Traveling? Protect your data and devices

July 22, 2015  //  FOUND IN: Announcements

The summer travel season is here. If you plan on using or accessing UMHS data resources while you’re away, your preparation must include taking steps to protect privacy and security.

The UMHS Compliance Office, MCIT and MSIS, together with U-M Information and Technology Services (ITS), offer the following tips for travelers:

All Devices (Laptops, Smartphones, Tablets and Removable Media)

  • Take only those files, devices and applications that are absolutely necessary; avoid taking any sensitive information or PHI if at all possible.
  • Make sure all devices are encrypted, whether they are University or personally owned. (If you are planning to travel outside of the United States, and have a UMHS encrypted device, such as a laptop, please contact the MCIT Service Desk at 734-936-8000 to find out if there are any restrictions for bringing such devices into the country where you are traveling.)
  • If your personally owned device is not encrypted, consider borrowing a device from your department’s IT provider.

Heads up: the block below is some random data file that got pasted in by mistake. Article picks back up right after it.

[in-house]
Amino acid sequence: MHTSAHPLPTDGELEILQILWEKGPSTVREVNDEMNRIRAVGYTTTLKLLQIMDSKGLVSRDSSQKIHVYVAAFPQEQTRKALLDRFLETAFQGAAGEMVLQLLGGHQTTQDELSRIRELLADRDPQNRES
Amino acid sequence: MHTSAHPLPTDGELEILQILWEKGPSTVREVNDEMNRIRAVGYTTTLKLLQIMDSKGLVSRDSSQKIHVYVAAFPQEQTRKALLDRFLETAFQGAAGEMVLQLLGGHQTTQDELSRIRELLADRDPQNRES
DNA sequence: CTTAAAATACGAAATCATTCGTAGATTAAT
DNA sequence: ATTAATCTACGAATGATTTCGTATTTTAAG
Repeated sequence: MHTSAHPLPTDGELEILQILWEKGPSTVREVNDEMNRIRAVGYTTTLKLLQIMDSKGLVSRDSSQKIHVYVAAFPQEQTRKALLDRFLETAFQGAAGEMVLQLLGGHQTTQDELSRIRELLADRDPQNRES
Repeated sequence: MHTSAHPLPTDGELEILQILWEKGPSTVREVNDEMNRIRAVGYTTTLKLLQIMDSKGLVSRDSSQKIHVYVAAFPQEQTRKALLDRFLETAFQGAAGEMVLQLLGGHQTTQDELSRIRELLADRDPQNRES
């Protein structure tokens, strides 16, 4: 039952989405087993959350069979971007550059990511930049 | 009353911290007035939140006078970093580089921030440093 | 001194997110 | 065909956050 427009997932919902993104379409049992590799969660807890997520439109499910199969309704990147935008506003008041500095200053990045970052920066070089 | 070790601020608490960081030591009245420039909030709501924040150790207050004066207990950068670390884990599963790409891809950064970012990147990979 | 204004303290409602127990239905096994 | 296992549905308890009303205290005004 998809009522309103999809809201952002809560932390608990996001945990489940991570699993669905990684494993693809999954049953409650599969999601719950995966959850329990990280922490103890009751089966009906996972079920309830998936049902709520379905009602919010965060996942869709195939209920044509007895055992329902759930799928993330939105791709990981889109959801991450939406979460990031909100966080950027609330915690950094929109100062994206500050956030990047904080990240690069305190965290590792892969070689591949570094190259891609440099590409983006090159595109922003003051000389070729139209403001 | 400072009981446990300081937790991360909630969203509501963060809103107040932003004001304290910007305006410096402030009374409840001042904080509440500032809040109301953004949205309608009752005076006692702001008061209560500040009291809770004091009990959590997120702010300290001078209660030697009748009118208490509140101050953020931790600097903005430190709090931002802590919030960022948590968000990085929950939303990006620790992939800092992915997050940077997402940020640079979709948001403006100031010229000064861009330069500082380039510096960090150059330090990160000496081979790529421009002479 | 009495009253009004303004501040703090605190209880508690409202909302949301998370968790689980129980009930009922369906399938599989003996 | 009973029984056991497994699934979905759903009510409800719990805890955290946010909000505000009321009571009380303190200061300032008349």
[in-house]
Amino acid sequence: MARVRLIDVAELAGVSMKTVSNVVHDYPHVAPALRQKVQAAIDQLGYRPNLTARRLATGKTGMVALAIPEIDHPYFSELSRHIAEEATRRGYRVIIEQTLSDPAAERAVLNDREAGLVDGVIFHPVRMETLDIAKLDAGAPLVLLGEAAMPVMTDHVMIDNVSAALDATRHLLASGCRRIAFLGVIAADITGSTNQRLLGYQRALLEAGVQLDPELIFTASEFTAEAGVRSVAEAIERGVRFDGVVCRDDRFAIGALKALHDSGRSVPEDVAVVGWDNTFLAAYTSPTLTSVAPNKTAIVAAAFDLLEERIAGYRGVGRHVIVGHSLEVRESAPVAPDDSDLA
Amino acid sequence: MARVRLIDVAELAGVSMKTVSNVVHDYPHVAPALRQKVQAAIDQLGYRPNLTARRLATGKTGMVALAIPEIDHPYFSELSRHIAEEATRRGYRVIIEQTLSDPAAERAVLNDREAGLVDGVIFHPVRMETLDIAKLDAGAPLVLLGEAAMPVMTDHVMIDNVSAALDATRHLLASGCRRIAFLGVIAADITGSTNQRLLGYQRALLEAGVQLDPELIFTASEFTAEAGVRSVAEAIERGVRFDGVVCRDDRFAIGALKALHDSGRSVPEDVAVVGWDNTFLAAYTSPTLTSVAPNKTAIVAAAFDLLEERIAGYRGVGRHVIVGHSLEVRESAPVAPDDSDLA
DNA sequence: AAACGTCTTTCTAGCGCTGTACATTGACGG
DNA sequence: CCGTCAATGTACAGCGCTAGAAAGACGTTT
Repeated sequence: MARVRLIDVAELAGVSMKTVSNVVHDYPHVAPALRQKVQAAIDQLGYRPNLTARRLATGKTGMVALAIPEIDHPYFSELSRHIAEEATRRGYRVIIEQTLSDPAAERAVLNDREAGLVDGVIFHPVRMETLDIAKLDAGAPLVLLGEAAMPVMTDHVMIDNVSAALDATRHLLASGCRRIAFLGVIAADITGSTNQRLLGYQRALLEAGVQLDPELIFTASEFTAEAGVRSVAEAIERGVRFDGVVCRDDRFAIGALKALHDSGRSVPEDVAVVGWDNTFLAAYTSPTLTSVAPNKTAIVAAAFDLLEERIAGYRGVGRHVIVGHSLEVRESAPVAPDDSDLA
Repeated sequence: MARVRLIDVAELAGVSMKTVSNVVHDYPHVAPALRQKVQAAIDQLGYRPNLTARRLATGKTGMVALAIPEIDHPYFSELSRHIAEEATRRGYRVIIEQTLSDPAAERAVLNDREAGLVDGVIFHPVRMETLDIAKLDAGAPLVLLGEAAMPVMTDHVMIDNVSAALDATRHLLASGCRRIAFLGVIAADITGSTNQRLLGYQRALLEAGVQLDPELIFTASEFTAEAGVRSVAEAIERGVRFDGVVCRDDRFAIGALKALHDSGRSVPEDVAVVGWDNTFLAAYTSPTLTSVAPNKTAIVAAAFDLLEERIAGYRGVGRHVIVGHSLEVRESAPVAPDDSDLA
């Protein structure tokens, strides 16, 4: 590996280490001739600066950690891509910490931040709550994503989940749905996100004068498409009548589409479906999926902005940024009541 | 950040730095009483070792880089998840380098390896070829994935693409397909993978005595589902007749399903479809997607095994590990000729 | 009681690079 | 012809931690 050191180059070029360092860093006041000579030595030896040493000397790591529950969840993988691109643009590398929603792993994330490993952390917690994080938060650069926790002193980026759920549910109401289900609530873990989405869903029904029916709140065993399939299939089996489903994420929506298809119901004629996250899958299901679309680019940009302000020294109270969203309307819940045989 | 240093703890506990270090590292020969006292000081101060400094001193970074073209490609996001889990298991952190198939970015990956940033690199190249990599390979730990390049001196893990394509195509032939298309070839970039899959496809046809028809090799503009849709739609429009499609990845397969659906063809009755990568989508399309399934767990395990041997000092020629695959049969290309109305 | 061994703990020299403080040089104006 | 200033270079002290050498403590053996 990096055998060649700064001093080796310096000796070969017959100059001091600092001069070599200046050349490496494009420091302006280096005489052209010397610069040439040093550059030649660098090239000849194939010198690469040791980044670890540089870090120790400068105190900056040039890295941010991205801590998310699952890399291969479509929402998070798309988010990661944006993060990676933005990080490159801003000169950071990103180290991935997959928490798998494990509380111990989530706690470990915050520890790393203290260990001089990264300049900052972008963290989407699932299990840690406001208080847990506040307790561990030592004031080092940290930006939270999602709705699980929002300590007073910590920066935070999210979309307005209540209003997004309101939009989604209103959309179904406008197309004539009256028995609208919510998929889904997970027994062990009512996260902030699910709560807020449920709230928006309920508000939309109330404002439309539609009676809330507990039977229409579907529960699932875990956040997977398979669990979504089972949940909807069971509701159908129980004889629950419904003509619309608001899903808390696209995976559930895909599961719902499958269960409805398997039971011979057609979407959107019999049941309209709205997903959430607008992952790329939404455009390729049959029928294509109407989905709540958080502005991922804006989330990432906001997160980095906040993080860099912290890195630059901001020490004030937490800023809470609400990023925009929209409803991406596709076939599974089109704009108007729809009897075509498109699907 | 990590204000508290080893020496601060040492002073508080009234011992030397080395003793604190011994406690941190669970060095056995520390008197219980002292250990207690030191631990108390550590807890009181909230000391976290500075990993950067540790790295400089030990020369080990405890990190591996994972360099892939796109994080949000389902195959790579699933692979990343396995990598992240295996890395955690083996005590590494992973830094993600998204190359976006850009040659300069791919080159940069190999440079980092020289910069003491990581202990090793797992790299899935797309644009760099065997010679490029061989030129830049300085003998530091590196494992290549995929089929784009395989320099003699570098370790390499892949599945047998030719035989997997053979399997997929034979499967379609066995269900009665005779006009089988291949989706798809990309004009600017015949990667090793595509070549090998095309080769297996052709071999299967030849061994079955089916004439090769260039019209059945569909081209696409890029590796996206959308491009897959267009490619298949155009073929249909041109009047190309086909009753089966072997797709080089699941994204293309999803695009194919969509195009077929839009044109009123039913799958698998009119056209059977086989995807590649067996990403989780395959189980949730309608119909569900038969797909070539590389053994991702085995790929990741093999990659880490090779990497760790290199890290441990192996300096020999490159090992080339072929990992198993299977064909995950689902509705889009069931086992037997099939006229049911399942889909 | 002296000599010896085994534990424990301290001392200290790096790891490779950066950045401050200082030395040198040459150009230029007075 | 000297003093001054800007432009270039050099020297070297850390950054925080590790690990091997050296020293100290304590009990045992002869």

• Keep devices close at hand or locked away; if your hotel has a safe, use it.
  • Use up-to-date antivirus software.
  • Install the UMHS VPN, which is required if you wish to connect to the UMHS network (instructions here).
  • Use cellular networks when available; if you must use open WiFi networks, protect your connection by using the UMHS VPN.
  • Disable wireless, GPS and Bluetooth when not in use.
  • Change your UMICH (Level-1) password when you return home; this will block anyone who may have gained access to your accounts while traveling.

Mobile Devices (Smartphones and Tablets)

  • Enroll your smartphones and tablets in AirWatch, the UMHS-supported mobile device management system, if possible.
  • Enable security settings, including passcode, auto lock, and device-tracking features such as “Find My Phone” on any smartphone or tablet not enrolled in AirWatch.

It is also important to remember that using hotel or other public computers could put your accounts at risk. These types of devices are often compromised and infected with malicious software that could capture your usernames and passwords. Do not use these devices to log into resources that give access to sensitive institutional data (including PHI) or your own private personal information.

For more information, check out these tips from the ITS Safe Computing: Traveling with Technology page:

Your IT Service Desk is also available to answer questions:

RELATED STORIES